Saturday, July 3, 2010

Walnut-Pesto Crusted Chicken

The first time I made this, I had run out of pine nuts. I've never been a fan of swapping anything out when it comes to pesto, I'm a bit of a purist. Why mess with perfection? However, when it's time to make dinner and my stomach won't tolerate a trip to Trader Joe's, I'll make due with what I have (I'm drawing the line at arugula pesto though). Anyway, it ended up being an awesome happy accident when I used the extra the next day to marinate a chicken breast and it yielded the yummiest, nuttiest crust imaginable. I've made it again and again.

Walnut-Pesto Crusted Chicken

1 bunch of basil (approximately 4 cups)
1 c walnut pieces
1/2 c grated Parmesan cheese
3 cloves garlic
3/4 c good olive oil
salt and pepper to taste
1 whole farmer's market chicken cut up into 4 pieces

You're going to need a food processor for this. It's possible to do it in a blender but you'll need to use more oil or you'll burn out your blender. Classic pesto is made with a mortar and pestle. If you're ambitious enough, save the energy and go for it.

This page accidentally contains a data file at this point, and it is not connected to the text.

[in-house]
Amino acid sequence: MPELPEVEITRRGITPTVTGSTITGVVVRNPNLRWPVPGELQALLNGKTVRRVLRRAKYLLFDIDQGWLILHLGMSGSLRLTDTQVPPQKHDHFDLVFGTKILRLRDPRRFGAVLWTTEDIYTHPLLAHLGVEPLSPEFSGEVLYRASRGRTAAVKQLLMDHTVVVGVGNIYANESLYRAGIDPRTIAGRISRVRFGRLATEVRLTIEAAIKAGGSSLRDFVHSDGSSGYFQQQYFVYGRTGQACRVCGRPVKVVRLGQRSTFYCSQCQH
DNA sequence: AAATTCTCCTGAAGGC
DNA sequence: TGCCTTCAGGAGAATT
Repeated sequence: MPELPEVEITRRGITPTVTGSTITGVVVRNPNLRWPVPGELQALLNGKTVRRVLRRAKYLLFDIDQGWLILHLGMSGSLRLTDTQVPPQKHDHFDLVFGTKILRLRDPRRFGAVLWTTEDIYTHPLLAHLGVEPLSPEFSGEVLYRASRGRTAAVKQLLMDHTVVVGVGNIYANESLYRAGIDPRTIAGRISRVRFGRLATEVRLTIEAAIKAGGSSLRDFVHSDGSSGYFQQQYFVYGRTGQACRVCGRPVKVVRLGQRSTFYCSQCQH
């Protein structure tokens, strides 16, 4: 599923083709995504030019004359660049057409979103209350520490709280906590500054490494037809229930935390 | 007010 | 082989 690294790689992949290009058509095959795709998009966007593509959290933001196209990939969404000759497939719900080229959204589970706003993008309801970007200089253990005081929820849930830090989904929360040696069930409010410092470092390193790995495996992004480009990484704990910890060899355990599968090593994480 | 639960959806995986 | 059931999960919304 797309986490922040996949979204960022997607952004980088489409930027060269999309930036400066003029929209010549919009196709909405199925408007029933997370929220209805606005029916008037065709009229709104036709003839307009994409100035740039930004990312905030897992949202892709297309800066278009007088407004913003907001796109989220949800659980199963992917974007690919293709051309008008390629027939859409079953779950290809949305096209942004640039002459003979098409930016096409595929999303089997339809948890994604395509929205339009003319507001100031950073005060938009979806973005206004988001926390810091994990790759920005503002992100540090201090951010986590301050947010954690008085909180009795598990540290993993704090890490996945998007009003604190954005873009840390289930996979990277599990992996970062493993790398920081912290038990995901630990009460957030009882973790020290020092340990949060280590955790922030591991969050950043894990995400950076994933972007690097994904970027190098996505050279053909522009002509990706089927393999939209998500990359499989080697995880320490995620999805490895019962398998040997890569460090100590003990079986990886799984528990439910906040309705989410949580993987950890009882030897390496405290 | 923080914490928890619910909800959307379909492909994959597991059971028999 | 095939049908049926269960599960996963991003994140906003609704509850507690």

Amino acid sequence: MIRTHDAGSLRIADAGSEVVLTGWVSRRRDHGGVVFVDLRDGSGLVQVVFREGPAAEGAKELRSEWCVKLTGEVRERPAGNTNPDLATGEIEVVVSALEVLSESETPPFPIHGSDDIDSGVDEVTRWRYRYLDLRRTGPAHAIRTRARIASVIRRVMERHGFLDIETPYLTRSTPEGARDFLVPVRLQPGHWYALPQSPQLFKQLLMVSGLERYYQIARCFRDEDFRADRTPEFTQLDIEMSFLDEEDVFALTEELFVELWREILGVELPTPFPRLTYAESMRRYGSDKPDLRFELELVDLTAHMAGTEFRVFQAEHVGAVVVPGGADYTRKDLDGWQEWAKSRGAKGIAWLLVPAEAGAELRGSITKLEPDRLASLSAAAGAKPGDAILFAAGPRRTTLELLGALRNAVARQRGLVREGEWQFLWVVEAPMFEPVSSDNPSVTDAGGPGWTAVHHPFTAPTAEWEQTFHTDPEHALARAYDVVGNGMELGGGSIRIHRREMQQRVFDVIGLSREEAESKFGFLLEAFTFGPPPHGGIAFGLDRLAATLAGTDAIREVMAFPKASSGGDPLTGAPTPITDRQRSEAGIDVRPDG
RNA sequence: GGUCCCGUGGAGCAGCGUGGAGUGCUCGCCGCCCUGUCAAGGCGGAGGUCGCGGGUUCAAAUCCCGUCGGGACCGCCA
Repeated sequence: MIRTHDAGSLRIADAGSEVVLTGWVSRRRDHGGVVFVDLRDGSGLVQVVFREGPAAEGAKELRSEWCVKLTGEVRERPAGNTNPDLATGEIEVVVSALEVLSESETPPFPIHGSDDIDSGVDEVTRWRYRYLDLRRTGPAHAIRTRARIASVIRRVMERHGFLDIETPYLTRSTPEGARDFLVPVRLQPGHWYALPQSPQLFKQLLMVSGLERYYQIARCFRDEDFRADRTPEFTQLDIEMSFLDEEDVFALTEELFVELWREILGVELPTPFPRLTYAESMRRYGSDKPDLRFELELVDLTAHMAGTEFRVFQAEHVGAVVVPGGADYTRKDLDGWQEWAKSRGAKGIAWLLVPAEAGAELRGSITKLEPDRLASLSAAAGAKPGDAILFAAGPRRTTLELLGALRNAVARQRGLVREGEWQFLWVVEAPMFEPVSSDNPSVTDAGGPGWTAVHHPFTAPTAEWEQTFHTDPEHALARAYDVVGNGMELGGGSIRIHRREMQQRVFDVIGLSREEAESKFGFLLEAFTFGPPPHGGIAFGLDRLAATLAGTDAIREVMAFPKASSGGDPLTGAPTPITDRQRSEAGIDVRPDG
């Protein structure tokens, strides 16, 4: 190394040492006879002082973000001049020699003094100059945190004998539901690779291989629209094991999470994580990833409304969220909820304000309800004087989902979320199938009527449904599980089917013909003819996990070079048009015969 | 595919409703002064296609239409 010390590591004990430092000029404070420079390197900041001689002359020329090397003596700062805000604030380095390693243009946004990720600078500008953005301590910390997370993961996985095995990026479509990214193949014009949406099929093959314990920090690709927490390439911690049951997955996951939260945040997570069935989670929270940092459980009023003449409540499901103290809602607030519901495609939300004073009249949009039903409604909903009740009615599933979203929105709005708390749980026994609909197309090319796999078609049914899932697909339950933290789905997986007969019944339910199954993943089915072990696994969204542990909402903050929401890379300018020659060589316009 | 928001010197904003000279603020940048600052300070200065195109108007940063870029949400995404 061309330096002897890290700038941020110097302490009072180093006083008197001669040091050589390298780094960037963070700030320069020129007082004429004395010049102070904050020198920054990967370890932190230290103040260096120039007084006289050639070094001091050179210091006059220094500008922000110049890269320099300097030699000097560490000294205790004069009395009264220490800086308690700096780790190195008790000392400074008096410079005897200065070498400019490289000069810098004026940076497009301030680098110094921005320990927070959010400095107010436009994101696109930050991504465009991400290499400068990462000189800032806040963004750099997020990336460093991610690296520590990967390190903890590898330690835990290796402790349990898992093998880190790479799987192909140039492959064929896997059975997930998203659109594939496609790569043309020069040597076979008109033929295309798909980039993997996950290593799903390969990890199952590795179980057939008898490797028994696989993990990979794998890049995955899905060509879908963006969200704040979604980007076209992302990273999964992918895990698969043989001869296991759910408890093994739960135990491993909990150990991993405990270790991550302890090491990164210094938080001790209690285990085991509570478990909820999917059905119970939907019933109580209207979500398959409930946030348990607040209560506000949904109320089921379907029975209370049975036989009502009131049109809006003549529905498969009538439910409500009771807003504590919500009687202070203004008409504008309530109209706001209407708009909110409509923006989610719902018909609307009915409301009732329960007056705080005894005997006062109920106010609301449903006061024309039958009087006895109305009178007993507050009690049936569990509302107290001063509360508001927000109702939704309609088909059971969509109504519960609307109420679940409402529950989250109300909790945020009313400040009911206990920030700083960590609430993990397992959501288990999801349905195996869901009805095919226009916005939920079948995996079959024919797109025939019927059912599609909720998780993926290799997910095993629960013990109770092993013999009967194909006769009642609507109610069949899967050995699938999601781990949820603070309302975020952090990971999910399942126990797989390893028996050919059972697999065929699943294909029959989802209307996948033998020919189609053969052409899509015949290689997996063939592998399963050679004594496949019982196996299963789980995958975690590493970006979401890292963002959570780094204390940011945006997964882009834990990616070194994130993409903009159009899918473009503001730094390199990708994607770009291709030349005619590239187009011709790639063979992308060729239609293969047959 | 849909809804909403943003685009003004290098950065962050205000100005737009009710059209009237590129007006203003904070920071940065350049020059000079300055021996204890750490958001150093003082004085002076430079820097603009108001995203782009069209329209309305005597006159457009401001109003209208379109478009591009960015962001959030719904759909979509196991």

Place garlic, walnuts, Parmesan and basil in food processor.

Give the food processor a few pulses to combine all the ingredients.

It should look like this.

Then while the processor is turned on, drizzle the oil in slowly and once it's incorperated add salt and pepper to taste.

Mouth party.

I like my pesto on the thick side. More flavor with less oil. For this recipe it's important to make your pesto thick so that the chicken doesn't end up too greasy. It's great on pasta too.

Pat the chicken dry and put it in a bowl or zip lock bag.

Add 1/2 to 3/4 of the pesto, just enough to completely coat the chicken.

Toss the chicken in the fridge and let it marinate from a few hours to overnight. When it's time to eat, take the chicken out and place it in a baking dish. Make sure there is a nice coating of pesto on the top of each piece of chicken. Place in a 350 degree oven for 30-40 minutes or until the juices run clear. Be careful not to overcook the chicken.

You're welcome.

If you care to, while the chicken is resting, you can take the juices and olive oil from the baking dish and saute up some zucchini.

The Husband used to work for the Lakers. He knows everything about basketball and loves the Lakers like I love cheese. We normally don't eat in front of the TV but since I made this meal on the night that the Lakers won the championship, we made an exception. I had a glass of red wine and he had a big fat slug of Oban Scotch Whisky.

We had seconds.

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